We will review the engagement we will have with all social landlords in our next annual risk assessment. We may review our engagement with a landlord during the year if circumstances change or new information becomes available. If we do, we may publish an updated engagement plan for that landlord, and if applicable an updated Regulatory Status for RSLs. We will set out the reasons for reviewing an RSL’s Regulatory Status in an updated engagement plan.
In carrying out our annual risk assessment, we identified the following significant risk areas.
Keeping rents affordable for tenants is a principal objective of all social landlords. In a context of rising inflation and significant pressures on household finances, this objective has never been more important. We will continue to seek appropriate assurances from all social landlords we engage with on how they have assured themselves that any rent changes keep rents at levels that tenants can afford.
Early in the pandemic, many in the social housing sector were concerned about a significant adverse impact on household incomes that would result in substantial numbers of tenants struggling to pay their rent. However, the combination of a number of government initiatives to support people financially, and a clear focus by landlords on working with tenants in financial difficulty, went some way to minimise the impact of the pandemic on the level of rent arrears. It is important however that this work continues and that landlords maintain a strong focus on ensuring that rents are affordable. We plan to undertake further analytical work in relation to rents increases and publish the outcomes during 2022.
Tenant and resident safety
In January 2022, as part of our annual risk assessment, we asked landlords to complete a short health and safety survey to give us some additional, more detailed information about how landlords gain this assurance. We already get some information about this from the Annual Assurance Statements that landlords submit to us each year.
The survey gave us valuable additional assurance, particularly around how landlords gain assurance that their systems, policies, procedures and working practices ensure compliance with health and safety requirements. Landlords provided particularly helpful comments around:
- embedding health and safety in organisational values;
- the different ways they ensure governing body oversight of health and safety issues;
- collaborative working on health and safety with other landlords;
- the importance of a rolling programme of full health and safety compliance reviews;
- taking a broad approach to health and safety; and
- the importance of regular assessment via internal audit.
Over three quarters of respondents also gave us additional comments on their approach which we found extremely helpful. As well as using the comments to shape our updated Asset Management Recommended Practice we will also seek to engage directly with some landlords about asset management and health and safety issues.
Fire/heat detector compliance
The deadline for the new standard was 22 February 2022. We will collect data on the position up to 31 March 2022 when landlords submit their ARC by the end of May 2022 and we will report on this as part of our National Report on the Charter in August 2022.
Ensuring that an RSL’s governance is as robust as it can be will be critical in managing the challenges each RSL faces.
In this year’s risk assessment we have therefore continued with a focus on governance and have looked at some additional evidence as part of this assessment. So for example we have reviewed the governing body minutes of all RSLs for three recent meetings. It is a regulatory requirement for RSLs to make their minutes publicly available, including online, and to be open and accountable to tenants and other stakeholders.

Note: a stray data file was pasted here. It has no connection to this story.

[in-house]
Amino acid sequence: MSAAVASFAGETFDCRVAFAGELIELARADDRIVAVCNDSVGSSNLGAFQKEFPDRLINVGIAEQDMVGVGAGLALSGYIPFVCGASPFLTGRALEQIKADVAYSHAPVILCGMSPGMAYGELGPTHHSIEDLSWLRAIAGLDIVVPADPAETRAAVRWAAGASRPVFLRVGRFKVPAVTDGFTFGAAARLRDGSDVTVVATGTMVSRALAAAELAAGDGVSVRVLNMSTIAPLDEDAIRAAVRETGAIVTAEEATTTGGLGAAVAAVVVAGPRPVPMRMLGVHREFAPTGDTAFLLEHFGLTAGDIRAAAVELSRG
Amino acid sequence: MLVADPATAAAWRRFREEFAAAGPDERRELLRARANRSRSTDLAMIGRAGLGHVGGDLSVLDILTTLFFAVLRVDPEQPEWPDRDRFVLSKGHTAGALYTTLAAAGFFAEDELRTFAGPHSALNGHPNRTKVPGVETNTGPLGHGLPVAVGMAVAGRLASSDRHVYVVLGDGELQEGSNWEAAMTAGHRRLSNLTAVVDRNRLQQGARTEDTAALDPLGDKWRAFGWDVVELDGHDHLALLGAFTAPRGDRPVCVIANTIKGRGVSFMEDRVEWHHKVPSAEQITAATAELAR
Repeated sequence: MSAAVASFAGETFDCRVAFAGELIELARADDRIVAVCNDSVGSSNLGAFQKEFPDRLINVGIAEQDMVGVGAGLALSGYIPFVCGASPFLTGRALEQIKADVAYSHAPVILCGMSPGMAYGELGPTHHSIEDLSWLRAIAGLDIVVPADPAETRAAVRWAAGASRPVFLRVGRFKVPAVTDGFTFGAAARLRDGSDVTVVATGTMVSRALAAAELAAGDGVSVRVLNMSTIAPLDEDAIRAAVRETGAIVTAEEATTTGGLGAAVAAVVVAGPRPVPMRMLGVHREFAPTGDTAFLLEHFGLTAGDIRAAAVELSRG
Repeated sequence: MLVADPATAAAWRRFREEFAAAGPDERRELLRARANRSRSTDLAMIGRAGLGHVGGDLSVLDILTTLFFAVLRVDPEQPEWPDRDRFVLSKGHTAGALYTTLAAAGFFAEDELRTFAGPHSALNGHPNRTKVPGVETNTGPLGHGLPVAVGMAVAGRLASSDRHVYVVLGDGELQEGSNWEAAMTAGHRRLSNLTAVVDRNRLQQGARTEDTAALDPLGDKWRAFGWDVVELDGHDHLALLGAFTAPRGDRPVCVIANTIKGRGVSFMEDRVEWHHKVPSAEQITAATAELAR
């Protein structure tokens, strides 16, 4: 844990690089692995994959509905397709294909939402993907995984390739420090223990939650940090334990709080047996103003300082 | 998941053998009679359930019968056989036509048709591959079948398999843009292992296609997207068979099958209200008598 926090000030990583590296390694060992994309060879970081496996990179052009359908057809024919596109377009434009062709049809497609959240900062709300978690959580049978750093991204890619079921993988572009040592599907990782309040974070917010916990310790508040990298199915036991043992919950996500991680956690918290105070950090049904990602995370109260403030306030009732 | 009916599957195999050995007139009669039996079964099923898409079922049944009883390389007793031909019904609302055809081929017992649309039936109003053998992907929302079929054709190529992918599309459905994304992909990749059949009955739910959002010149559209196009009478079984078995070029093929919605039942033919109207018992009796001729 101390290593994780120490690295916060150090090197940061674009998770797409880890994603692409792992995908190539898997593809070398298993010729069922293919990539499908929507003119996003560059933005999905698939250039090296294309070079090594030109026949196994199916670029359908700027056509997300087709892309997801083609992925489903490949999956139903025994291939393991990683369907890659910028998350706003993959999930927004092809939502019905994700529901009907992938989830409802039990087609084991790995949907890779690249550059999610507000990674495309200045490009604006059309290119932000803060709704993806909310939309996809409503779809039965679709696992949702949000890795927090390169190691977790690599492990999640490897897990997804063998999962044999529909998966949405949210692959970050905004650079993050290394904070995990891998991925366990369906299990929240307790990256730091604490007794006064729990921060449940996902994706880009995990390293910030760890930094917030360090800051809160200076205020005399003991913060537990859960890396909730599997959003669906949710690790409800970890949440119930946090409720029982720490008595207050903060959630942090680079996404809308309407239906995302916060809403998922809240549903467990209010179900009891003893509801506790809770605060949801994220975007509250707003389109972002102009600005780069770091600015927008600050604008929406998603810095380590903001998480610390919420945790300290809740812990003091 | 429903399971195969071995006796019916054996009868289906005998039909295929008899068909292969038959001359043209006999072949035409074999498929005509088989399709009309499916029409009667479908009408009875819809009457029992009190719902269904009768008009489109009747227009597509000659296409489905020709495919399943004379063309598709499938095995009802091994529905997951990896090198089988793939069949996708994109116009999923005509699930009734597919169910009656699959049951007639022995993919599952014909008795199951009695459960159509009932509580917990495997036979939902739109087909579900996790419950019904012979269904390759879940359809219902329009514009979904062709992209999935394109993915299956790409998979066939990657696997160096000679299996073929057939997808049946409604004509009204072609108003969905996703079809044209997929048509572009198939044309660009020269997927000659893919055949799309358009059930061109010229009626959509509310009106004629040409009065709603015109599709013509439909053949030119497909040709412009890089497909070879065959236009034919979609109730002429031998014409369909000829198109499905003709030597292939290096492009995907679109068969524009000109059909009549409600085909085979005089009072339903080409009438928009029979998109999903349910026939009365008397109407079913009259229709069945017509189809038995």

While we have previously considered governing body minutes as a source of governance intelligence for some RSLs, this is the first time that we have done this for all RSLs. This review has given us valuable information about governance and the resilience of governing bodies in the context of the pandemic to ensure that they continue to comply with the Regulatory Standards of Governance and Financial Management. We found that some RSLs faced a number of challenges including:
- ensuring that meetings were quorate and that key information and decisions were accurately recorded, including evidence of effective scrutiny and challenge;
- ensuring that minutes were up-to-date and published on websites including a number of RSLs who’s websites were also undergoing upgrades; and
- ensuring that conflicts of interest were being declared and managed appropriately.
We have fed back our findings to individual landlords where we noted the challenges set out above and are considering what further work we can do to support landlords.
It is also important that governing bodies are considering how they can build their resilience to manage all of the challenges they need to consider.
It is critical that landlords have good quality data on their performance, their compliance obligations and on the condition of their homes. During this year’s annual risk assessment, we found that some landlords had not accurately reported their compliance with the Scottish Housing Quality Standard in their ARCs. To enable landlords to make the best decisions for their tenants, it is essential that they have robust and accurate data.
Unsuitable accommodation order data
We know that landlords still have work to do to address the backlog of people who are in temporary accommodation that built up over the last two years as a result of the pandemic. The Unsuitable Accommodation Order was originally introduced in 2014 to prevent local authorities placing homeless households with pregnant women and/or children in unsuitable accommodation.
Following a recommendation from the Homelessness and Rough Sleeping Action Group and a consultation exercise on improving temporary accommodation standards, in 2019 the Scottish Government announced that the Order would be extended to cover all homeless households. The introduction of this was paused in light of the pandemic but this temporary exception ended on 30 September 2021 and the Order now applies to all homeless households. We will be seeking assurance about local authorities’ compliance with the Order.
We have also seen through the quarterly COVID-19 returns how RSLs have supported local authorities in delivering their statutory duties in relation to homelessness. This will continue to be an important support particularly to help address the number of people living in temporary accommodation and the likely need for accommodation for refugees from Ukraine.